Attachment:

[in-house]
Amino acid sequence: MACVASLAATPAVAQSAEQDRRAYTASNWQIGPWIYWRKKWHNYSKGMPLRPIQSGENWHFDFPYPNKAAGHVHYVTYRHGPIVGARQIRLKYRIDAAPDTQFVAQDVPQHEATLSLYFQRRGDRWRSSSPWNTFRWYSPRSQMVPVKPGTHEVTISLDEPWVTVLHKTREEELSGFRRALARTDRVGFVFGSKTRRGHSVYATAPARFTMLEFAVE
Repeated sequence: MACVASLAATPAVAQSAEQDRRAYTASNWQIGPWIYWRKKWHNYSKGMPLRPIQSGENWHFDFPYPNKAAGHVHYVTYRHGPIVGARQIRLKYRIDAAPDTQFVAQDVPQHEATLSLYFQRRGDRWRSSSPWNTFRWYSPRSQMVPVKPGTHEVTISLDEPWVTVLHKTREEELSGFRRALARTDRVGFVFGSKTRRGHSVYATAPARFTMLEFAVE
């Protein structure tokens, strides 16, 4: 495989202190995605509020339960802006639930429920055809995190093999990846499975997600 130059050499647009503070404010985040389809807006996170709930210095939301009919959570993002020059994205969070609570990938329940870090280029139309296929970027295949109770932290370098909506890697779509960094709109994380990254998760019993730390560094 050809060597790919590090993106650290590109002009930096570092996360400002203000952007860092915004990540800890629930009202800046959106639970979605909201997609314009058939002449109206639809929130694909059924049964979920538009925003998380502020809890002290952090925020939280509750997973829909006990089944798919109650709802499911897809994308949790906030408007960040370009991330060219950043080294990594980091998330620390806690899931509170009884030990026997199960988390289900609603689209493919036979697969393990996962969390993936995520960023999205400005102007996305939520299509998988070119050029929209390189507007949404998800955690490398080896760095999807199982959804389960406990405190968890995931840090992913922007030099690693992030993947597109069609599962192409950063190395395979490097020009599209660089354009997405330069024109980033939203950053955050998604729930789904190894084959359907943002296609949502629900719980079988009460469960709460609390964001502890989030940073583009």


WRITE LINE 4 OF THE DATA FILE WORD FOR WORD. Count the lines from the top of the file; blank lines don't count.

């Protein structure tokens, strides 16, 4: 495989202190995605509020339960802006639930429920055809995190093999990846499975997600 130059050499647009503070404010985040389809807006996170709930210095939301009919959570993002020059994205969070609570990938329940870090280029139309296929970027295949109770932290370098909506890697779509960094709109994380990254998760019993730390560094 050809060597790919590090993106650290590109002009930096570092996360400002203000952007860092915004990540800890629930009202800046959106639970979605909201997609314009058939002449109206639809929130694909059924049964979920538009925003998380502020809890002290952090925020939280509750997973829909006990089944798919109650709802499911897809994308949790906030408007960040370009991330060219950043080294990594980091998330620390806690899931509170009884030990026997199960988390289900609603689209493919036979697969393990996962969390993936995520960023999205400005102007996305939520299509998988070119050029929209390189507007949404998800955690490398080896760095999807199982959804389960406990405190968890995931840090992913922007030099690693992030993947597109069609599962192409950063190395395979490097020009599209660089354009997405330069024109980033939203950053955050998604729930789904190894084959359907943002296609949502629900719980079988009460469960709460609390964001502890989030940073583009």